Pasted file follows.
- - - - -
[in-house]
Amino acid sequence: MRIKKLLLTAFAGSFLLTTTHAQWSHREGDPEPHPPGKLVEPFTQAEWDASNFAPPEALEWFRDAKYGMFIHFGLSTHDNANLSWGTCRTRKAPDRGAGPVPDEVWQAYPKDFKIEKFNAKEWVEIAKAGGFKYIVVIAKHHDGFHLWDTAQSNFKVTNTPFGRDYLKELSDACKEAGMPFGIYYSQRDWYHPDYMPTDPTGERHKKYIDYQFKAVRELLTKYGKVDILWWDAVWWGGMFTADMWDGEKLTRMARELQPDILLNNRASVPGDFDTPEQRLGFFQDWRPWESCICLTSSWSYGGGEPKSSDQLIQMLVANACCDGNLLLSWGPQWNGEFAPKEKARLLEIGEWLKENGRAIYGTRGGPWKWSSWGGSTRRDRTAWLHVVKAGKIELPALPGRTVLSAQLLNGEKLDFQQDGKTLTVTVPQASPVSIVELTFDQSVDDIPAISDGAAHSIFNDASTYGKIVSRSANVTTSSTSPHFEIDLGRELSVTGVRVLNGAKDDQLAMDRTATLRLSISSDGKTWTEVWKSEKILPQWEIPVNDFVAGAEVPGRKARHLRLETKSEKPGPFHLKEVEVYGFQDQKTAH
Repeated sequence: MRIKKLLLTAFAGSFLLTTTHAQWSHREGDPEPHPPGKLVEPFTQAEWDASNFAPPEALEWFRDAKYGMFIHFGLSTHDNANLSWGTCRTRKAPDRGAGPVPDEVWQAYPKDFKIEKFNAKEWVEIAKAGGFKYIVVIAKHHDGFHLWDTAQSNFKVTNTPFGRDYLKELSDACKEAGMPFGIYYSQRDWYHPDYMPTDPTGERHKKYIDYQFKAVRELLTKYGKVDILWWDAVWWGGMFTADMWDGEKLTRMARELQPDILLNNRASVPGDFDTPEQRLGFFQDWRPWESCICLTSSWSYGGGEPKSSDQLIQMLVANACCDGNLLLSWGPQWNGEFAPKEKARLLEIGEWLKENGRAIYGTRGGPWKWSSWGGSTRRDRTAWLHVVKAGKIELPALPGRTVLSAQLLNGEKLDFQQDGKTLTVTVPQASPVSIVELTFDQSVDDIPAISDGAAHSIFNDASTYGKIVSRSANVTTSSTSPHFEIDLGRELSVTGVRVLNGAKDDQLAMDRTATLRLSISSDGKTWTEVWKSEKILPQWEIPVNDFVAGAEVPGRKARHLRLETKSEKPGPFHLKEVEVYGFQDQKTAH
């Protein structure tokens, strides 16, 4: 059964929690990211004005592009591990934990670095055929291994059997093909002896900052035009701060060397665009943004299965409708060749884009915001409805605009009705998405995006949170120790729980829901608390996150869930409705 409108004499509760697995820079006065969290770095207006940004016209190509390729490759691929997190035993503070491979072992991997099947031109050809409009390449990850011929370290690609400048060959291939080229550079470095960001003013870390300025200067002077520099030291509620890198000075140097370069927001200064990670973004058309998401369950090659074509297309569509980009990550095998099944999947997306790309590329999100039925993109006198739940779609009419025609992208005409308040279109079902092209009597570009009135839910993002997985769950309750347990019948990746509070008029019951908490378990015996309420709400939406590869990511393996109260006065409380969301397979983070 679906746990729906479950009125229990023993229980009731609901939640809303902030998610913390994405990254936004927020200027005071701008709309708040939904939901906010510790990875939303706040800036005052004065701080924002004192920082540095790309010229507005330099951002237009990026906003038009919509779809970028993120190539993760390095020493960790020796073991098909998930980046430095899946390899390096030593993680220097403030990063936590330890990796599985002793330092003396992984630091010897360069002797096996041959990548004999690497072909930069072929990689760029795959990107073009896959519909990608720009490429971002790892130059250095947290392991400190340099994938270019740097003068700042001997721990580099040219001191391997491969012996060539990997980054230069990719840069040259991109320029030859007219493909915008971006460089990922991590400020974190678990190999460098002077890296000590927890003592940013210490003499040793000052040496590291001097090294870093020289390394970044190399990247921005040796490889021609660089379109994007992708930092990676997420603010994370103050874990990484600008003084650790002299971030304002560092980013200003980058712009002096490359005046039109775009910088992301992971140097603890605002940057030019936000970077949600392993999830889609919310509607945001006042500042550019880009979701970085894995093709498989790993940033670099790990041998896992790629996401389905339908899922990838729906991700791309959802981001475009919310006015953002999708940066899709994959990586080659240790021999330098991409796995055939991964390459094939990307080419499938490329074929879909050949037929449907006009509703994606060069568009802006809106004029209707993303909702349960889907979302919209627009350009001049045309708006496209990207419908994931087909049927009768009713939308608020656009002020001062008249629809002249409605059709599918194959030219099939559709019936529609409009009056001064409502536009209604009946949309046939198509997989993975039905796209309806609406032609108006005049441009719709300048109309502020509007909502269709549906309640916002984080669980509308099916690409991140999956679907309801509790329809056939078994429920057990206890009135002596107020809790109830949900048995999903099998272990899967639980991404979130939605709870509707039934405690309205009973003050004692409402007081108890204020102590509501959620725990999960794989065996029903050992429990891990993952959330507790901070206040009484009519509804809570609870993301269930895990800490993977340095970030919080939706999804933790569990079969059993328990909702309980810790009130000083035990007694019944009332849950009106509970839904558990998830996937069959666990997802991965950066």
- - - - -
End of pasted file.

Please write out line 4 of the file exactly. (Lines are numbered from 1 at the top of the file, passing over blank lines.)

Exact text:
């Protein structure tokens, strides 16, 4: 059964929690990211004005592009591990934990670095055929291994059997093909002896900052035009701060060397665009943004299965409708060749884009915001409805605009009705998405995006949170120790729980829901608390996150869930409705 409108004499509760697995820079006065969290770095207006940004016209190509390729490759691929997190035993503070491979072992991997099947031109050809409009390449990850011929370290690609400048060959291939080229550079470095960001003013870390300025200067002077520099030291509620890198000075140097370069927001200064990670973004058309998401369950090659074509297309569509980009990550095998099944999947997306790309590329999100039925993109006198739940779609009419025609992208005409308040279109079902092209009597570009009135839910993002997985769950309750347990019948990746509070008029019951908490378990015996309420709400939406590869990511393996109260006065409380969301397979983070 679906746990729906479950009125229990023993229980009731609901939640809303902030998610913390994405990254936004927020200027005071701008709309708040939904939901906010510790990875939303706040800036005052004065701080924002004192920082540095790309010229507005330099951002237009990026906003038009919509779809970028993120190539993760390095020493960790020796073991098909998930980046430095899946390899390096030593993680220097403030990063936590330890990796599985002793330092003396992984630091010897360069002797096996041959990548004999690497072909930069072929990689760029795959990107073009896959519909990608720009490429971002790892130059250095947290392991400190340099994938270019740097003068700042001997721990580099040219001191391997491969012996060539990997980054230069990719840069040259991109320029030859007219493909915008971006460089990922991590400020974190678990190999460098002077890296000590927890003592940013210490003499040793000052040496590291001097090294870093020289390394970044190399990247921005040796490889021609660089379109994007992708930092990676997420603010994370103050874990990484600008003084650790002299971030304002560092980013200003980058712009002096490359005046039109775009910088992301992971140097603890605002940057030019936000970077949600392993999830889609919310509607945001006042500042550019880009979701970085894995093709498989790993940033670099790990041998896992790629996401389905339908899922990838729906991700791309959802981001475009919310006015953002999708940066899709994959990586080659240790021999330098991409796995055939991964390459094939990307080419499938490329074929879909050949037929449907006009509703994606060069568009802006809106004029209707993303909702349960889907979302919209627009350009001049045309708006496209990207419908994931087909049927009768009713939308608020656009002020001062008249629809002249409605059709599918194959030219099939559709019936529609409009009056001064409502536009209604009946949309046939198509997989993975039905796209309806609406032609108006005049441009719709300048109309502020509007909502269709549906309640916002984080669980509308099916690409991140999956679907309801509790329809056939078994429920057990206890009135002596107020809790109830949900048995999903099998272990899967639980991404979130939605709870509707039934405690309205009973003050004692409402007081108890204020102590509501959620725990999960794989065996029903050992429990891990993952959330507790901070206040009484009519509804809570609870993301269930895990800490993977340095970030919080939706999804933790569990079969059993328990909702309980810790009130000083035990007694019944009332849950009106509970839904558990998830996937069959666990997802991965950066």